Briefly describe your strategy and how it evolved or changed during this assessment period (if it did). You
will not be graded on the meaningfulness or validity of your strategy, but it should be something – even as
simple as “stocks that increased in price 3 days in a row”, or even “stocks that begin with Z.”

Name ___________________________ ID __________________

(1%) Portfolio Performance discussion
1 short paragraph
Take the perspective of a portfolio manager wishing to improve the chance for a big bonus. Describe/assess
your portfolio performance. Use specific information from your portfolio – do not embellish with trivia.
Feel free to use evaluation methods or criteria discussed in the lectures or textbook not mentioned above.
NOTE:
Please do not simply repeat info that is in the portfolio metrics table. (E.g. “My Shape ratio was 0.9, compared
to the Treynor of 1.2 and Jensen of 1.5 …”)
I am interested in *interpretation*, not regurgitation.
So something like, ‘my Information ratio of 1.5, relative to the Class portfolio, indicates that my portfolio
outperformed …’
Please also do not discuss/explain performance technique or theory; this report is for an audience assumed to
be familiar with these methods.

(4%) Optimum portfolio
The first 3 parts of this report are about the performance of your portfolio, strictly over the 12 or 13 weeks the
“Main Portfolio” was running; that is, it is “backward looking”.
This section of the report is “forward looking”; that is, what might you do from here on (if the portfolio were
to continue). It is precisely what a real fund manager faces, when asked to rebalance his or her portfolio using
optimization.
There are 3 steps:
1. Determine (or estimate) the ‘current’ portfolio. This should be the existing stocks as of the last week
of the simulation, and what their weights are in the current portfolio.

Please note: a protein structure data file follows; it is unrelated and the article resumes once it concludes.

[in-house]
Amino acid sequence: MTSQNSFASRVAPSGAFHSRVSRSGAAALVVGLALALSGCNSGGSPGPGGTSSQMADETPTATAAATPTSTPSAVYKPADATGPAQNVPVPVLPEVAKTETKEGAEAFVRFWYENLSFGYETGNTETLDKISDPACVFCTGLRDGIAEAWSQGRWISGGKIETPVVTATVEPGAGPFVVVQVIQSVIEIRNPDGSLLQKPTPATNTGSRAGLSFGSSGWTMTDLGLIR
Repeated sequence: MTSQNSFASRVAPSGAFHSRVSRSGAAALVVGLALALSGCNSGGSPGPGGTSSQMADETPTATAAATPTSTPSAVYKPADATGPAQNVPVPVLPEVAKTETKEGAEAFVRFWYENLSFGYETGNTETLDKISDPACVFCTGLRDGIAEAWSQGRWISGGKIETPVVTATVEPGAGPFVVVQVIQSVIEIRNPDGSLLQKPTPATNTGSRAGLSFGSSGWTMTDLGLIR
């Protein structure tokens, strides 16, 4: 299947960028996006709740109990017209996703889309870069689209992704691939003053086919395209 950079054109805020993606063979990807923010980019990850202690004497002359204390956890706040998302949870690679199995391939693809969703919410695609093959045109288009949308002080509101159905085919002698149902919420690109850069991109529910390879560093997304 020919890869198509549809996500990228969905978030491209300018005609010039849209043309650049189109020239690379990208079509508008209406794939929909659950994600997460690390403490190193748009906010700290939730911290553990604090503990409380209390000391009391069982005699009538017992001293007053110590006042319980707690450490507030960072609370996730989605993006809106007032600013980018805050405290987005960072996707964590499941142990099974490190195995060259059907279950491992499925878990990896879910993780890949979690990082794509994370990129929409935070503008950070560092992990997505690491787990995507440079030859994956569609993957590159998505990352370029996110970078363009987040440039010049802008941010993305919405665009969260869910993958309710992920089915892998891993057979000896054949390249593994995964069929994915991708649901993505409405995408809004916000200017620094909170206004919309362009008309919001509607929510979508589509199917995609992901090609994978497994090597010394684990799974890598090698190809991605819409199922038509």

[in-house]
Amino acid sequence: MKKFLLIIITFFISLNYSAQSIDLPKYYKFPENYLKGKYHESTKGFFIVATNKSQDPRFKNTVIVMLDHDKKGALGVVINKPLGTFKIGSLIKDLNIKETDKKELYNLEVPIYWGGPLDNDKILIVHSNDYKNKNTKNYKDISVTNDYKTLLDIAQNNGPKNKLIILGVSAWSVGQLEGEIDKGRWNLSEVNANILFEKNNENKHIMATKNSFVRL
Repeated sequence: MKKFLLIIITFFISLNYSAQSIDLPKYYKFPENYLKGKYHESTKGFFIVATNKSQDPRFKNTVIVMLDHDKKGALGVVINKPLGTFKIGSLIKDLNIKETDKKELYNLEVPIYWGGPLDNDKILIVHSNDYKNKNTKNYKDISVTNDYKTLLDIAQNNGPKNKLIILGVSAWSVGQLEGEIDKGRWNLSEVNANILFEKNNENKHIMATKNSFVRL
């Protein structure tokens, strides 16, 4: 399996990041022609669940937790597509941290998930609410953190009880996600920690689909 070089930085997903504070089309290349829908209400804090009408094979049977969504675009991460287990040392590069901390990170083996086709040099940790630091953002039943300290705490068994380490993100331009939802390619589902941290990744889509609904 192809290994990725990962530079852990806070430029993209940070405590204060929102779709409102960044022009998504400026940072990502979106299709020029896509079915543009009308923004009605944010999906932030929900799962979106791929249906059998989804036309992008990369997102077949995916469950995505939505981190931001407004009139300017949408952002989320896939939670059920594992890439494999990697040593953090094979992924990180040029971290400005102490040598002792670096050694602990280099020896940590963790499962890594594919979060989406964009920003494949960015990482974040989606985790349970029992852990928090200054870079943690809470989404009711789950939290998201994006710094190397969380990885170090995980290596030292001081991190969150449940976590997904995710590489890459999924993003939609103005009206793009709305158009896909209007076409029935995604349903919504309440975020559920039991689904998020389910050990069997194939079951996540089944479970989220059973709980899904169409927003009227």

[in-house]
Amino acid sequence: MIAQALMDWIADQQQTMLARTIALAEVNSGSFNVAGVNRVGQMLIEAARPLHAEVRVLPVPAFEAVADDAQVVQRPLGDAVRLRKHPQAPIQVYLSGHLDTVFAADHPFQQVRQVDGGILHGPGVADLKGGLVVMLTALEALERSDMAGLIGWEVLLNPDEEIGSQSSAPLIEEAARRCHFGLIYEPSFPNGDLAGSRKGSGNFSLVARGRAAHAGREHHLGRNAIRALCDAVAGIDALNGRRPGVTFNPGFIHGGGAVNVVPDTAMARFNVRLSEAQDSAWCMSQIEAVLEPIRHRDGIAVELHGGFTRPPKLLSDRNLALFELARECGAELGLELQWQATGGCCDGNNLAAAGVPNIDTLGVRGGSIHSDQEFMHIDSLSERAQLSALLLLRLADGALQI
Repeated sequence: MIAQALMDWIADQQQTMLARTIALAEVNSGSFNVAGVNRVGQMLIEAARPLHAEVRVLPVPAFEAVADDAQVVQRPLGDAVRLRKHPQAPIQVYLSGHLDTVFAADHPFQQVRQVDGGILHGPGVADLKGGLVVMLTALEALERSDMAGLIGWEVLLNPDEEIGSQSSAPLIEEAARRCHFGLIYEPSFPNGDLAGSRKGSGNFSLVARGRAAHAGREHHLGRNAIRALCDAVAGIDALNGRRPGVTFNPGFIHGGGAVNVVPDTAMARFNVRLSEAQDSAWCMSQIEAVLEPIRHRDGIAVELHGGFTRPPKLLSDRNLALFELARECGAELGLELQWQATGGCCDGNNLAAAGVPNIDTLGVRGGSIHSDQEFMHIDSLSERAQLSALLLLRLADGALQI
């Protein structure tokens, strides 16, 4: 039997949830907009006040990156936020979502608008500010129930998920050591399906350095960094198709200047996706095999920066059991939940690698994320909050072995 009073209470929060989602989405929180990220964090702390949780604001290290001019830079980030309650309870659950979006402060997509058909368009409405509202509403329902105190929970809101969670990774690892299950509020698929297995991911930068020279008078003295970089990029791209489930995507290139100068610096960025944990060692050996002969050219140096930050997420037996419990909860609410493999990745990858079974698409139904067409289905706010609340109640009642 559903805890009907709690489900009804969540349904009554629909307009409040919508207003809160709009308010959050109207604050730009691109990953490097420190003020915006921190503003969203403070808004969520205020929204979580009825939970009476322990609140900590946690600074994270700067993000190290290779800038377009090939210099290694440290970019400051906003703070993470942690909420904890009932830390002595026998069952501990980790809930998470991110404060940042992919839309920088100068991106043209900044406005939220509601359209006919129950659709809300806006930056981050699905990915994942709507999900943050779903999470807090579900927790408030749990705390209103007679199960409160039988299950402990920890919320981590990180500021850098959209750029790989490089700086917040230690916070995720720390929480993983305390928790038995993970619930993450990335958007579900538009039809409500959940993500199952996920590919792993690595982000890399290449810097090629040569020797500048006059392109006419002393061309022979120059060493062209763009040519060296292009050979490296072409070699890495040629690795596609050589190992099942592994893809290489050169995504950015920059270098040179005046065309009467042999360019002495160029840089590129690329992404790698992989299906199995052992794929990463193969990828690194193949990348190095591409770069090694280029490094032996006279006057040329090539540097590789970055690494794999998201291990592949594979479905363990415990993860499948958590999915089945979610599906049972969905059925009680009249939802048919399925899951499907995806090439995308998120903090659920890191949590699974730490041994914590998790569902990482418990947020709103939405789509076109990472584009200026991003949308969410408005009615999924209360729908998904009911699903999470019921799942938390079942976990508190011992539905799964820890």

a. You need at least 5-10 stocks for this exercise. If you don’t have enough, you can either pick
some you sold earlier, or just randomly pick some other stocks.
i. If you have a lot of stocks (especially if there are many with small weight), you can
use just the top 10 by weight.

b. For each stock, determine it’s current weight (for any you ‘randomly’ added, that current
weight will be 0).
2. Find the optimum portfolio.
a. Use the optimization techniques we have studied.
b. This will be in terms of the weights desired in the optimum portfolio.
c. The optimization parameters and constraints are up to you. So, explain in your report your
choices for risk aversion and short-selling at least, but also if there are others, such as
Tracking Error.
i. You do not have to justify those choices; just tell me what you did.
d. Be sure to include what you used as the objective; that is, Utility, Sharpe, etc.
3. Determine the trades required to get to the optimum.
a. Basically, New Weights – Old Weights = Trades

Very briefly (2 or 3 sentences), describe how that optimum portfolio compares to your actual ending weights.
Include (perhaps in a small table) what parameters you used – objective, risk aversion, short selling.
Also describe how some metrics have changed – Sharpe, variance, …